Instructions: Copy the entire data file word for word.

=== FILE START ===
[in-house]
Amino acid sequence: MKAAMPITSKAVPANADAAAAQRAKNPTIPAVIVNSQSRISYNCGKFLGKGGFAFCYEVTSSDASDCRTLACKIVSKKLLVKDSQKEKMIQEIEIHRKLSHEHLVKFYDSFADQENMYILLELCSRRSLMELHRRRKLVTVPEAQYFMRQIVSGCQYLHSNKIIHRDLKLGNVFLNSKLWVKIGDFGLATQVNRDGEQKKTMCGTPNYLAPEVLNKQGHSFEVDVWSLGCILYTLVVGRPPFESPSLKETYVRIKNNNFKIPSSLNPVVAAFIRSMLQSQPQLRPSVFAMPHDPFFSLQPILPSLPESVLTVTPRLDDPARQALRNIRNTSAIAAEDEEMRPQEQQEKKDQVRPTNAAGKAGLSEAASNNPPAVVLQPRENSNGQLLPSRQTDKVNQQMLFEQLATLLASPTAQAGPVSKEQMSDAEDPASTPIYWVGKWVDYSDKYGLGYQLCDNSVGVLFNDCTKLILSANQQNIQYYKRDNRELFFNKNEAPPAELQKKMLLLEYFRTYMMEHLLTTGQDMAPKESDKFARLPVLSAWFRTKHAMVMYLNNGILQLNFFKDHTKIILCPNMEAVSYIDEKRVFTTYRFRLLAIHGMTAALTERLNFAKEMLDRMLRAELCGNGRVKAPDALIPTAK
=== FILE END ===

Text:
[in-house]
Amino acid sequence: MKAAMPITSKAVPANADAAAAQRAKNPTIPAVIVNSQSRISYNCGKFLGKGGFAFCYEVTSSDASDCRTLACKIVSKKLLVKDSQKEKMIQEIEIHRKLSHEHLVKFYDSFADQENMYILLELCSRRSLMELHRRRKLVTVPEAQYFMRQIVSGCQYLHSNKIIHRDLKLGNVFLNSKLWVKIGDFGLATQVNRDGEQKKTMCGTPNYLAPEVLNKQGHSFEVDVWSLGCILYTLVVGRPPFESPSLKETYVRIKNNNFKIPSSLNPVVAAFIRSMLQSQPQLRPSVFAMPHDPFFSLQPILPSLPESVLTVTPRLDDPARQALRNIRNTSAIAAEDEEMRPQEQQEKKDQVRPTNAAGKAGLSEAASNNPPAVVLQPRENSNGQLLPSRQTDKVNQQMLFEQLATLLASPTAQAGPVSKEQMSDAEDPASTPIYWVGKWVDYSDKYGLGYQLCDNSVGVLFNDCTKLILSANQQNIQYYKRDNRELFFNKNEAPPAELQKKMLLLEYFRTYMMEHLLTTGQDMAPKESDKFARLPVLSAWFRTKHAMVMYLNNGILQLNFFKDHTKIILCPNMEAVSYIDEKRVFTTYRFRLLAIHGMTAALTERLNFAKEMLDRMLRAELCGNGRVKAPDALIPTAK